Sea House Warming Hut proceeding

www.nancyland.com

I filled in the rest of the siding. Ran out of quarter-inch stock before reaching the roof trim, so I cut down some wider boards. The top row on the railing curve split along the uneven grain when I was trimming it to height :(
Hoping the railing top and stain will hide the gap.

www.nancyland.com

Here is the siding stained, with the half-inch wide top railing glued on. I used two lengths of strip wood for the straight parts, then etched the shape of the curve on paper (like gravestone rubbings) and cut it from 1/16-inch stock. It overhangs the railing a bit on either side.

www.nancyland.com

Railing top joints and edges sanded smooth, and stained. You can also see the paper templates drawn in Illustrator taped to the slider window to guide placement of the cross bars. I’m slacking on painting trim once again.

But, the rocks have been calling to me.

www.nancyland.com

I’m using acrylic paint, matte gel medium and water for a second glaze of medium warms and one cool tone. I got into all the dry crack crevasses with color, so the “granite” veins will (hopefully) look organic.

Switching to water color, I painted the undersides of these laser-cut fern leaves. I think these will be for indoor plants, to help the air quality in the wood-fired warming hut interior. In the language of flowers, ferns bring magic, fascination, shelter and confidence. We could all enjoy more than a bit of those qualities.

www.nancyland.com

Bins

www.nancyland.com

Wanted some bins for under the shelves to hold stuff, and opted for a slatted crate style. I used 1 x 1/16-inch basswood for the ends and base, 3/16-inch for the slats, and 1/8-inch square for the feet. Here you can see my paper- and wood-dedicated pair of curved embroidery scissors. Very handy for trimming any whiskers from the cut ends before sanding.

www.nancyland.com

I glue the ends to the base, and then use the upper and lower slats to square it up.

www.nancyland.com

The rest of the slats are spaced in between.

www.nancyland.com

I check to make sure they fit the space, with room to pull them out easily. Tiny casters would be preferable, but hey, budget. On the upper shelves are some metal canisters with lids I got from HBS/miniatures.com. It’s nice to find simple, well-proportioned things not all gobbed up with flowers and out-of-scale bad lettering.

www.nancyland.com

And here they are with two coats of paint — the same California poppy color as the outdoor furniture — and waiting to dry before finish sanding, a light coat of satin varnish and soft buffing.

Cladding, Painting, Sanding, Waiting

www.nancyland.com

Here’s a mess of things in progress at once:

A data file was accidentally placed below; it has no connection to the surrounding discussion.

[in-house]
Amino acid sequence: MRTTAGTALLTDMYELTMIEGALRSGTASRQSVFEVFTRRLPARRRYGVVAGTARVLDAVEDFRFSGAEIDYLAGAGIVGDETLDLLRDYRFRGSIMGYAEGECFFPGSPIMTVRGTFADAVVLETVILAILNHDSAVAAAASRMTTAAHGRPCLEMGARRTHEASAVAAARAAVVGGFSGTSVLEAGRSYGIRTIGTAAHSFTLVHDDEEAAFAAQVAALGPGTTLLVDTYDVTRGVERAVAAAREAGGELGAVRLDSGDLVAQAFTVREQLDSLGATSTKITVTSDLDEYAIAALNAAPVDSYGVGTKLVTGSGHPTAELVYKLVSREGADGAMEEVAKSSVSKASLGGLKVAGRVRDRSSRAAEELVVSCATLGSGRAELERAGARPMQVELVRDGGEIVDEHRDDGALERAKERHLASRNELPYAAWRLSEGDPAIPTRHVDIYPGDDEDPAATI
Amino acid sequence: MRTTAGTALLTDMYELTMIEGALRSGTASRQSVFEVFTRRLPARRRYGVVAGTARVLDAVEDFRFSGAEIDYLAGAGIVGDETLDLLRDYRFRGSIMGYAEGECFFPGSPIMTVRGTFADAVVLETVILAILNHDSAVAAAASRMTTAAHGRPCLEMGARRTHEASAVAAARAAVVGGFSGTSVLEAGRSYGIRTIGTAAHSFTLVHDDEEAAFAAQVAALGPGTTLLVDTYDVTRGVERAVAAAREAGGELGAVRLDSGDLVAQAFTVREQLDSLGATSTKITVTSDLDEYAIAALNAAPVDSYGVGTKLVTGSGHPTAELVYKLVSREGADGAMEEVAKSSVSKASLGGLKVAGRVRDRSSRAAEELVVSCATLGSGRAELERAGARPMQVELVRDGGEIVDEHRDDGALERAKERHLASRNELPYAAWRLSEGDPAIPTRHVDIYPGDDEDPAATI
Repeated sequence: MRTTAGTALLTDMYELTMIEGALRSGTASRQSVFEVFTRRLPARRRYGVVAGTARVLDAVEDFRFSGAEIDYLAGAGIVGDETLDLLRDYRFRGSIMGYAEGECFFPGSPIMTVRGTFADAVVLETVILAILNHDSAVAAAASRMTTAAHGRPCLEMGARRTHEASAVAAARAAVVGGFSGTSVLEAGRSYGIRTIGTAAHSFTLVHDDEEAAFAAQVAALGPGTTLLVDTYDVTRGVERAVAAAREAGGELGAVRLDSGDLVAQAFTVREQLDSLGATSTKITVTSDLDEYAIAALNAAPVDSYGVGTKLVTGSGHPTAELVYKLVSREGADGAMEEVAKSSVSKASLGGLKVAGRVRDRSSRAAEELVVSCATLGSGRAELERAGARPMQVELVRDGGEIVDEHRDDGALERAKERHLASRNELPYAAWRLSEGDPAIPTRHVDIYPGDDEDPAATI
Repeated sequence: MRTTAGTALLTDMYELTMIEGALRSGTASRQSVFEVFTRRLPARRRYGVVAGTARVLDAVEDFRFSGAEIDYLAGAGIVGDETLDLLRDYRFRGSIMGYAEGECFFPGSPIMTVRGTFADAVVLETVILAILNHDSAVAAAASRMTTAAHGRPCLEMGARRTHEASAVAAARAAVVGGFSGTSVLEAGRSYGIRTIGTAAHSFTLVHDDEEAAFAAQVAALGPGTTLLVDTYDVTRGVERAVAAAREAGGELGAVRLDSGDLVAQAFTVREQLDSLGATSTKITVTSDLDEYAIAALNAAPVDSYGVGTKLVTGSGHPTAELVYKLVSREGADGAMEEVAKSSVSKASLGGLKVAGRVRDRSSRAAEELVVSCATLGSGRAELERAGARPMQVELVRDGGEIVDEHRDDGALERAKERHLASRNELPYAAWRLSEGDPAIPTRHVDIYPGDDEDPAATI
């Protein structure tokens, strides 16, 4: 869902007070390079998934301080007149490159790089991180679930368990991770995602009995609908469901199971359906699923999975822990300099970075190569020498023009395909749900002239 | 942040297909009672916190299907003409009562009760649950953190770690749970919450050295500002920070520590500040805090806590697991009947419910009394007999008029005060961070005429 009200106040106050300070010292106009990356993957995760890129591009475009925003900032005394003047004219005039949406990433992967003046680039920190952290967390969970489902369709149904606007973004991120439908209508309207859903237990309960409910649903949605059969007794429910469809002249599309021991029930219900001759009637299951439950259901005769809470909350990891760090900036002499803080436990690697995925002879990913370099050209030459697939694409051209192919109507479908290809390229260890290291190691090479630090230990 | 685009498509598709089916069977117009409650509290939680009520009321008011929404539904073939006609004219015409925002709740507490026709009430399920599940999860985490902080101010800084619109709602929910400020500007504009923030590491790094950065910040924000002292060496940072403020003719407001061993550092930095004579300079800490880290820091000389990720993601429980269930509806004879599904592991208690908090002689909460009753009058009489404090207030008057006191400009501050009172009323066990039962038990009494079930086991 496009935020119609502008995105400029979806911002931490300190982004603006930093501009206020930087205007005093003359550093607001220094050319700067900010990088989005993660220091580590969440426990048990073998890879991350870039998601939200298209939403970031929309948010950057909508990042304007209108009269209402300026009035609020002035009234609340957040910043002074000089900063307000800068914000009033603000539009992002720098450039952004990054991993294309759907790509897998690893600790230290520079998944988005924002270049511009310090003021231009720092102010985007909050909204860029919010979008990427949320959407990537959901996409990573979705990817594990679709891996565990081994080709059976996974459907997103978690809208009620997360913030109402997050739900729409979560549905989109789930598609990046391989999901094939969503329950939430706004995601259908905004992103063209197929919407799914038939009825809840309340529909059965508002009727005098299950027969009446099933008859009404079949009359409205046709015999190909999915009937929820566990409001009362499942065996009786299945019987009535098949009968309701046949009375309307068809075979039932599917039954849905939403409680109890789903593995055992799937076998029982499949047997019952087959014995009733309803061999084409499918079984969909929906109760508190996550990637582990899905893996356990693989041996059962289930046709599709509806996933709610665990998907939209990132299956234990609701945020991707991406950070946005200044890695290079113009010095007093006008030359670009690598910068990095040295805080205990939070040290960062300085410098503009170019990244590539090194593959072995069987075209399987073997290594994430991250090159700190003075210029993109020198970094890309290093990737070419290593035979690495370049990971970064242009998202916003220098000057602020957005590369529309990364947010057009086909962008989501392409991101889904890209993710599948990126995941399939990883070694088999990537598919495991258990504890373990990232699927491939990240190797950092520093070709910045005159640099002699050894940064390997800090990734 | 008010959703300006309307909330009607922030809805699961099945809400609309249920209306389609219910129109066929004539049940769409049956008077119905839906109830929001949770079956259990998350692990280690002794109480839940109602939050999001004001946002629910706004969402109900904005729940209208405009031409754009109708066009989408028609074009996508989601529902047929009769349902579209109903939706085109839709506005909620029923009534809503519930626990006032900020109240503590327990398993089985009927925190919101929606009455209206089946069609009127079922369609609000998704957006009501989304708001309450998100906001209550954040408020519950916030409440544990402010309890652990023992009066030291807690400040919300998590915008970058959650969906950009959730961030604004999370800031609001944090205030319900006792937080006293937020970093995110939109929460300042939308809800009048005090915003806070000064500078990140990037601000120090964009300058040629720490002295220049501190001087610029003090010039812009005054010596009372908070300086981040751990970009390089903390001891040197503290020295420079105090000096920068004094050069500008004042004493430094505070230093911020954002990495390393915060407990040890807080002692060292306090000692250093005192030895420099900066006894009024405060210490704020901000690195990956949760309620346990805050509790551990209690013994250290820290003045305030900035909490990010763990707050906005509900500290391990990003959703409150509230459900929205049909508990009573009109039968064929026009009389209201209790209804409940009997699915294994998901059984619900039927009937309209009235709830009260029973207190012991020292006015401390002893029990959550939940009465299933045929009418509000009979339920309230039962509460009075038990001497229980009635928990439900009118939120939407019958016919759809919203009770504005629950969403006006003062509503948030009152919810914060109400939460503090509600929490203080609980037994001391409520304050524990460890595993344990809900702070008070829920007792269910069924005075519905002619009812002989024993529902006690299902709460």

First coat of paint on version 4 of Kris Compas’s cone fireplace, from her wonderful tutorial this month. My initial color thought was classic minimalist matte black, but then I noticed it looks like a giant tiny Darth Vader’s helmet, and once you see that, there’s no unseeing it. Current thought is the same green as the rafters, but based on my experience with the Chrysnbon stove, who knows what the final outcome will be?

Also installed the front wall cladding. I bundle up the quarter-inch stock with tape, measure and cut with a chop saw. Lots of not-quite-long-enough offcuts for the scraps box. I’m using the blue-gray Derwent watercolor pencil after the stain dries to add variation and depth to the warm gray color. Subtle, but effective. I’ll show some examples when there’s better light. Plus it’s fun to intentionally scribble all over your project :)

in_progress_042615

Biggest decision was the color for the outdoor furniture. Last night I was thinking a deep, rich yellow, but then arrived at this orange, somewhere between California poppies and the Golden Gate Bridge. This is just the first coat, and I might temper it a bit more towards poppies, but I have to wait until light of day. I also want to finish painting the rocks and adding some of the greenery. The living roof with growing poppies will tie it all together.

I want the deck furniture to really stand out from the weathered gray wood and rocks of the cliffs, to welcome walkers to sit and enjoy the vista.

The inside seating will be upholstered arm chairs circling the stove, for those days when inside is best. I found an engaging peacock blue linen that I plan on using for those. With the sweeping views of the ocean and the sky, they’ll be less of a contrast in the otherwise light room.

Warming Hut Decking

www.nancyland.com

For the low wall around the deck extension, I used 3/16-inch foam board and cut kerfs to enable a smooth curve.

www.nancyland.com

Very bendy!

www.nancyland.com

I attached it to the edge of the base, flush with the side wall. The exterior siding will extend along and around the deck wall.

www.nancyland.com

For the deck proper I used the same 3/4-inch rustic planking as the interior floor, though the deck is to be stained gray. (The glass of wine — a nice 2013 Husch Mendocino Sauvignon Blanc — is to show scale :)

www.nancyland.com

The inside of the deck extension is clad in vertical 1/4-inch basswood, which is narrow enough to go ‘round the inside curve nicely.

www.nancyland.com

Decking done! Almost. I’ll stain it tomorrow.

www.nancyland.com

Lastly, I brushed wood glue into the kerfs to fortify the curve and make the foam board more sturdy. When that’s dry, the deck will be able to withstand the gusty winds of the coast.

Warming Hut: Watching logs dry

Recently, HBS/miniatures.com wondered

So, again, we ask … How many of y’all use sketches to “concept” your mini projects? We’re wondering if this is the exception or the norm?

Here are some sketchbook notes from January, when I started the build:

www.nancyland.com

It’s a pretty clear — and typical — reveal of both my initial ideas and process: sketches, doodles and notes. Working with approximate dimensions helps keep things feasible. I have to sketch out furniture and cabinets and make cut lists.

I keep a paper folder of ideas, swatches and snippets of possible “things” as well as digital files for research and reference.